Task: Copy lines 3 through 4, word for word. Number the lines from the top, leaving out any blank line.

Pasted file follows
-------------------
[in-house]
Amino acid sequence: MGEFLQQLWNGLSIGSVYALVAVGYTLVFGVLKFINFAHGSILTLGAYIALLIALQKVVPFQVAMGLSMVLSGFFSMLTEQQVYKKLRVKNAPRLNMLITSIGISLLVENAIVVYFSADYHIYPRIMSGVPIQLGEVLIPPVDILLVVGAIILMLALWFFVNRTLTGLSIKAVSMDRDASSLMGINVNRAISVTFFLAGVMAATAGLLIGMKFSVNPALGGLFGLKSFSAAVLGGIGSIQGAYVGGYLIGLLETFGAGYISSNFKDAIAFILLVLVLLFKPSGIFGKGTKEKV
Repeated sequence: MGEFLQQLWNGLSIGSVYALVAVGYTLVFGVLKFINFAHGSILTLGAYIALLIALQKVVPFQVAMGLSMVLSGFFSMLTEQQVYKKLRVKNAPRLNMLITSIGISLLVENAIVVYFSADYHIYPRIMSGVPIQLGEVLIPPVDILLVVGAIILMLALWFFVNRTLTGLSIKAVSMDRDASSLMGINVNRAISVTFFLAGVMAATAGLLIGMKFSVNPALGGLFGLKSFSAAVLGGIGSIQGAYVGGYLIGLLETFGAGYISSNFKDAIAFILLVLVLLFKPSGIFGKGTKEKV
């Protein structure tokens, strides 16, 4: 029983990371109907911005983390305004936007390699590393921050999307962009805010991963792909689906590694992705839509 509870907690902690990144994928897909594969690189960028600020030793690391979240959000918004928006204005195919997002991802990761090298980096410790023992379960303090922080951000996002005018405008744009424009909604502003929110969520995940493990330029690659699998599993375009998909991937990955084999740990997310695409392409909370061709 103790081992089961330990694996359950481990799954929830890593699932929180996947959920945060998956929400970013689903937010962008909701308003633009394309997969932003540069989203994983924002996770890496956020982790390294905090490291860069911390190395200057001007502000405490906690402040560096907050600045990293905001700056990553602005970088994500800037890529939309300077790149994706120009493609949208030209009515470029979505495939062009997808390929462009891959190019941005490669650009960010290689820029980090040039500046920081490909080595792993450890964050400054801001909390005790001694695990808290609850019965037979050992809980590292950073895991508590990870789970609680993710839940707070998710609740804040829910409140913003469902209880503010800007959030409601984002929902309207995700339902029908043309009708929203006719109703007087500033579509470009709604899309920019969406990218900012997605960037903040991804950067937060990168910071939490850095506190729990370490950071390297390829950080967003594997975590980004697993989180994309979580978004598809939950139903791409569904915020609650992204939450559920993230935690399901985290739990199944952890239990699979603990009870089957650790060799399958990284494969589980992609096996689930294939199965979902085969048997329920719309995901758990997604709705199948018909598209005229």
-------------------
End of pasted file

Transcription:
Repeated sequence: MGEFLQQLWNGLSIGSVYALVAVGYTLVFGVLKFINFAHGSILTLGAYIALLIALQKVVPFQVAMGLSMVLSGFFSMLTEQQVYKKLRVKNAPRLNMLITSIGISLLVENAIVVYFSADYHIYPRIMSGVPIQLGEVLIPPVDILLVVGAIILMLALWFFVNRTLTGLSIKAVSMDRDASSLMGINVNRAISVTFFLAGVMAATAGLLIGMKFSVNPALGGLFGLKSFSAAVLGGIGSIQGAYVGGYLIGLLETFGAGYISSNFKDAIAFILLVLVLLFKPSGIFGKGTKEKV
């Protein structure tokens, strides 16, 4: 029983990371109907911005983390305004936007390699590393921050999307962009805010991963792909689906590694992705839509 509870907690902690990144994928897909594969690189960028600020030793690391979240959000918004928006204005195919997002991802990761090298980096410790023992379960303090922080951000996002005018405008744009424009909604502003929110969520995940493990330029690659699998599993375009998909991937990955084999740990997310695409392409909370061709 103790081992089961330990694996359950481990799954929830890593699932929180996947959920945060998956929400970013689903937010962008909701308003633009394309997969932003540069989203994983924002996770890496956020982790390294905090490291860069911390190395200057001007502000405490906690402040560096907050600045990293905001700056990553602005970088994500800037890529939309300077790149994706120009493609949208030209009515470029979505495939062009997808390929462009891959190019941005490669650009960010290689820029980090040039500046920081490909080595792993450890964050400054801001909390005790001694695990808290609850019965037979050992809980590292950073895991508590990870789970609680993710839940707070998710609740804040829910409140913003469902209880503010800007959030409601984002929902309207995700339902029908043309009708929203006719109703007087500033579509470009709604899309920019969406990218900012997605960037903040991804950067937060990168910071939490850095506190729990370490950071390297390829950080967003594997975590980004697993989180994309979580978004598809939950139903791409569904915020609650992204939450559920993230935690399901985290739990199944952890239990699979603990009870089957650790060799399958990284494969589980992609096996689930294939199965979902085969048997329920719309995901758990997604709705199948018909598209005229």